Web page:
The Federal Energy Regulatory Commission unanimously voted Thursday morning to remove long-standing barriers to energy storage in power markets, an emerging technology that can solve renewable energy’s most persistent problem: how to use it when the sun isn’t shining or the wind isn’t blowing.
The FERC order requires regional grid operators, the Regional Transmission Organizations and Independent System Operators, to revise their pricing to recognize the benefits of energy storage and allow the technology to compete with generators in wholesale power markets.
RTOs and ISOs must file price changes in 270 days and will have one year to implement them.
Allowing energy storage to bid in power markets will enhance grid resilience, said Republican FERC Chairman Kevin McIntyre.
“Our job is not to pick winners and losers” but to ensure that all resources can compete fairly, he said.
Other commissioners said the rule is consistent with maintaining competitive market principles. FERC in 2016 determined that current market rules impose barriers to emerging technologies such as energy storage, because the rules were designed when regulators did not envision such innovations.
“Not only is this rulemaking a win for both consumers and industry, but it is also the kind of positive regulatory action that removes barriers to competition, allowing emerging technologies to compete in the marketplace,” said Neil Chatterjee, a Republican commission member. “Ultimately, that means greater reliability and lower costs for the American people. Put simply, it’s a good regulatory policy that people from all political backgrounds can support.”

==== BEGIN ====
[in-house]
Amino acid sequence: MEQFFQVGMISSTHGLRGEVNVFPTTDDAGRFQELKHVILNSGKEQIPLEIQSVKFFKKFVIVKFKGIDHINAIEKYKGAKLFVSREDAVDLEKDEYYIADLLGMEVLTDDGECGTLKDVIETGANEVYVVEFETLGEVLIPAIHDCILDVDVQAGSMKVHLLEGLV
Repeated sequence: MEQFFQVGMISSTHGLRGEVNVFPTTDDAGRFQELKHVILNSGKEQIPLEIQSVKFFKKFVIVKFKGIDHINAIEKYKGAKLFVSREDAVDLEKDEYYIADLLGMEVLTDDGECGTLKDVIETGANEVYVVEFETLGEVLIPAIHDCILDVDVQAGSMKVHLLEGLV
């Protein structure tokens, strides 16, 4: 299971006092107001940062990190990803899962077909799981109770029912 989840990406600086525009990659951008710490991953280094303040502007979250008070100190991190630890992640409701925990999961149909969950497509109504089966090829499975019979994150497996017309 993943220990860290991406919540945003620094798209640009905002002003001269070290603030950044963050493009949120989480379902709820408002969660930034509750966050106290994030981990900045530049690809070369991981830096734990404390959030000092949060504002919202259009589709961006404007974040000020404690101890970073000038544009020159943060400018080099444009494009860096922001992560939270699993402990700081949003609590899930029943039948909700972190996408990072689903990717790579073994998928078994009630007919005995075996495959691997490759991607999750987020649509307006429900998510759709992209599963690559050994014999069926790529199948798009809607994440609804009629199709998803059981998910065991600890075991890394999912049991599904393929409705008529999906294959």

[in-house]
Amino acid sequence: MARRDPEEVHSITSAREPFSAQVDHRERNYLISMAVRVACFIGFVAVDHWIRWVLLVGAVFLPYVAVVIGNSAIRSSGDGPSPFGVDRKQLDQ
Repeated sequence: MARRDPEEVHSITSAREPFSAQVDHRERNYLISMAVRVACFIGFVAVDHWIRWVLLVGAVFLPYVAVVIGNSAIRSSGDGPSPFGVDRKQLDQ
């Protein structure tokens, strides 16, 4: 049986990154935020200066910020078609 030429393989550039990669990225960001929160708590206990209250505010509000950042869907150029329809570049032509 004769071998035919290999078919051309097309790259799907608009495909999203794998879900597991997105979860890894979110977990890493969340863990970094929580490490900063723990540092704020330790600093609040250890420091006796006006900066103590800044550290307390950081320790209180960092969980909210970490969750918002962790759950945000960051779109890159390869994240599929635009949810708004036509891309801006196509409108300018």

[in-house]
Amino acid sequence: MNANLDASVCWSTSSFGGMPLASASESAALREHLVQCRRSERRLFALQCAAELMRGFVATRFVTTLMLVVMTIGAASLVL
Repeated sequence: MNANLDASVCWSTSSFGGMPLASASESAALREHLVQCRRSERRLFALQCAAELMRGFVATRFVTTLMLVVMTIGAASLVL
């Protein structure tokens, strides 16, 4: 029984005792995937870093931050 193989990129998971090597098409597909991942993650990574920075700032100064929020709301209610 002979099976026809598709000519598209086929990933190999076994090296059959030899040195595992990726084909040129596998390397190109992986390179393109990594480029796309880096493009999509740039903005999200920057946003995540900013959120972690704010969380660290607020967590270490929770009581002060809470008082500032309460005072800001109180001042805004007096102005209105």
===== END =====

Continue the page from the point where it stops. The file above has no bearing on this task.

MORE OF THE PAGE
Energy storage is not a power source. Rather, a battery or other energy storage resource carries excess energy that can be used when the sun sets and demand peaks later in the day.
About 800 megawatts of battery energy storage is deployed across the U.S. currently, according to the Energy Storage Association.
Industry forecasts predict installed energy storage in the country will grow by 750 percent in five years, mostly due to the declining cost of lithium-ion batteries, said FERC Commissioner Richard Glick, a Democrat.
A number of states, including California, New York, and Arizona, recently have proposed plans to expand the use of energy storage.
FERC members said they wanted to make the rollout of storage easier, with multiple members calling the technology a “game changer” as the grid transitions to depend more on renewable energy sources.
Renewable energy for the first time is generating nearly as much electricity as the nation’s entire fleet of 99 nuclear power plants, a new report issued Thursday by the Business Council on Sustainable Energy and Bloomberg New Energy Finance.
“Given the ongoing changes in our nation’s resource mix, storage is poised to provide a critically important role,” said Cheryl LaFleur, a Democrat on the commission. “Storage is like a Swiss army knife that can serve customers in multiple ways, including that it can provide energy, particularly in conjunction with variable renewable generation.”